by | Mar 6, 2014 | Not In USe

Prays well with others

This beautiful logo is the signature for The Fountains in Fountain Hills, Arizona. (Image courtesy of The Fountains, a United Methodist Church)

Since leaving the day-to-day life of a United Methodist pastor to become a church “bureaucrat,” one of the rhythms I miss is the changing of the church calendar with its varying seasons of deep theological meaning. Often, I am not fully prepared for the momentous change in spirit that comes on Ash Wednesday until it is upon me. I am grateful for the staff worship at our United Methodist Center in Phoenix, Arizona, this morning. We participated in a simple but moving worship to mark Ash Wednesday. Led by District Superintendent, Karen Vannoy, we participated in liturgy that called us to think and share about moments of sadness and loss experienced in grief and how those moments have affected us. I have felt those deep, dark, lonely times of loss because of the death of a loved one. So I know that those moments can become heavy with sighs and lamentations. But thanks be to God that we also know the joy of deep and abiding relationships of love and faith!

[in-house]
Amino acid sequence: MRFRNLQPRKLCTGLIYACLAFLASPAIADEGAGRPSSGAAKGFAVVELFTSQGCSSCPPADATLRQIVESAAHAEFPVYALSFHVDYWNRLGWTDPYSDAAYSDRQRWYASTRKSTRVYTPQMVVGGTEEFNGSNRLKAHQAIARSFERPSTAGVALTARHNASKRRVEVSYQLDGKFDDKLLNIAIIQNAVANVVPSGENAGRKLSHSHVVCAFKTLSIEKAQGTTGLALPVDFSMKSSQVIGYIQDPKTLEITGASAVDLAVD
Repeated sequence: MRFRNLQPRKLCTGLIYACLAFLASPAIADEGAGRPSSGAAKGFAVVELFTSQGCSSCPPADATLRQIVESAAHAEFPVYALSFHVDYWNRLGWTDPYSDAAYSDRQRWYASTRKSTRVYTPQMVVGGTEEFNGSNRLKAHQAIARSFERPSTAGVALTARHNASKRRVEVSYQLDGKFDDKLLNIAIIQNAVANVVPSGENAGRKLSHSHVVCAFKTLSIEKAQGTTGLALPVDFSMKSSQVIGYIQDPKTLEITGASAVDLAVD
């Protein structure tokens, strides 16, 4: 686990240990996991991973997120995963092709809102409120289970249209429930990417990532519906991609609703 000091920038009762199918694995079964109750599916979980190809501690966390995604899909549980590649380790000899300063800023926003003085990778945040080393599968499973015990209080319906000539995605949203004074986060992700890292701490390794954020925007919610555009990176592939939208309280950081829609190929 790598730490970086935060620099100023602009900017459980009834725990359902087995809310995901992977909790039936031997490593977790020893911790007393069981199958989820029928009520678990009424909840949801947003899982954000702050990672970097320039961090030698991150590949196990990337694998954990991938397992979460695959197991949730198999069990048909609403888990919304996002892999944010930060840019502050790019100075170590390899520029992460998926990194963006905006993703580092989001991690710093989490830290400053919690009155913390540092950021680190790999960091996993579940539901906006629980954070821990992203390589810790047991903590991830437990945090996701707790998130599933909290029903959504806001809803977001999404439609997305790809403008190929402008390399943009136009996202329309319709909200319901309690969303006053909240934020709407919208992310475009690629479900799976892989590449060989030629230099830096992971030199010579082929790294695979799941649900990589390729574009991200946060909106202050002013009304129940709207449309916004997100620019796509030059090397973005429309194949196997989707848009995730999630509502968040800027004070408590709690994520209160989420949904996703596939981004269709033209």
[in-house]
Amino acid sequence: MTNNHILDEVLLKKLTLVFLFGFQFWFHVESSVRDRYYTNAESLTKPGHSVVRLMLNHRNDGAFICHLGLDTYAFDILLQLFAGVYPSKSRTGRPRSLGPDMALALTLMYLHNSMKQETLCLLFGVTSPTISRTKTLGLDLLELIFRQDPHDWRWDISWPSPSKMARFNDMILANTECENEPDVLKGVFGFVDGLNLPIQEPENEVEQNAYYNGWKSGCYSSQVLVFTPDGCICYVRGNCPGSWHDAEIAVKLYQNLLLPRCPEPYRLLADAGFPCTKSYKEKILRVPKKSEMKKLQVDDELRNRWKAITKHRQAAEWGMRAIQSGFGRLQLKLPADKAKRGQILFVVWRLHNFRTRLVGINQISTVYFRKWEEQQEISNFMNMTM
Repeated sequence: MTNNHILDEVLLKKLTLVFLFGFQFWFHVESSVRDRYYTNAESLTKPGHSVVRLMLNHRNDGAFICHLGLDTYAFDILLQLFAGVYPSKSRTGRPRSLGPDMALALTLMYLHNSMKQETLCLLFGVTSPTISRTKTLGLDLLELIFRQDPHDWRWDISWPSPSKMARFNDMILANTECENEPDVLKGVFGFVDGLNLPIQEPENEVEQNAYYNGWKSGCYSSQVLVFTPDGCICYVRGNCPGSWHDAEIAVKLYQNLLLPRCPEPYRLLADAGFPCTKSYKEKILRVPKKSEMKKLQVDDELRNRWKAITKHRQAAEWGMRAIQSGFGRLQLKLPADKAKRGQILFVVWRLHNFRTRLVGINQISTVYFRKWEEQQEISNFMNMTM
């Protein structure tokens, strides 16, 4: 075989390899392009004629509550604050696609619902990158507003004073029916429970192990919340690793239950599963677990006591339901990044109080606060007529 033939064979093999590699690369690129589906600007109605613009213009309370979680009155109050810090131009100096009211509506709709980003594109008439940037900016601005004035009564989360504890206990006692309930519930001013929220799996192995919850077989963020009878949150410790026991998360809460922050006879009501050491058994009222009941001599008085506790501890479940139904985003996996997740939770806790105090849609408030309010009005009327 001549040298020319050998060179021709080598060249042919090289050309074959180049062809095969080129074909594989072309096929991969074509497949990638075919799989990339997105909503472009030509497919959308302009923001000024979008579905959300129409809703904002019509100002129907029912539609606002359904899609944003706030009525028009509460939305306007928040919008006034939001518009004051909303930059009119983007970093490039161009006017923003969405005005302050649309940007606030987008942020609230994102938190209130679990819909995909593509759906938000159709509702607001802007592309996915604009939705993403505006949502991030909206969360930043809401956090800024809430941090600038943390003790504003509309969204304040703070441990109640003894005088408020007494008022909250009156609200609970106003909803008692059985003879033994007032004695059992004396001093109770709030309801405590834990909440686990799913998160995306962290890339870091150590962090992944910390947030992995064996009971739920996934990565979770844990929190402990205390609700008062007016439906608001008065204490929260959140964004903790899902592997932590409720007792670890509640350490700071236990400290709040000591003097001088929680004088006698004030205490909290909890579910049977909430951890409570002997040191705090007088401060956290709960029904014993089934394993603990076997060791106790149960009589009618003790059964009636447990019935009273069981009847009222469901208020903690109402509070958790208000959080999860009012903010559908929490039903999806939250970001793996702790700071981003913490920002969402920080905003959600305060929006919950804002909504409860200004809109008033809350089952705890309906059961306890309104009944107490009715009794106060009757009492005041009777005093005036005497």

This Lenten season, I want to encourage all of us to live our lives with excellence. Our world is threatened with eruption of violence and war; of cruelty and discrimination; of hatred and ill intentions. We see these daily.  We experience them in our own lives, and yes, we ourselves engage in such destructive actions. We need God’s help to achieve excellence in all we say and do.

I want to share a simple prayer for the people of the Ukraine and for the peace of the world that was offered by Rev. Dr. Susan Henry-Crowe, General Secretary of the General Board of Church and Society.


And, for many decades now, I have used a little prayer asking for God’s blessing just before I preach. I offer these words to you now:

May the words of my mouth
and the mediations of our hearts
be acceptable to you, O God,
for you are our Rock and our Redeemer.

This simple prayer is taken from Psalm 19, and I have edited it along the way. But wouldn’t it be great if the words we speak and the feeling of our hearts and souls and all that we do would be indeed acceptable, pleasing to God.

This Lenten season, let’s offer these prayers as our pledge to God to work for peace in our lives and in our world, and to say, think and do only the best in order to glorify our God through our lives!




To read more messages from the Bishop, subscribe to Bishop Bob’s Tumblr blog at http://bishop-bob.tumblr.com .

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Author: Bishop Hoshibata

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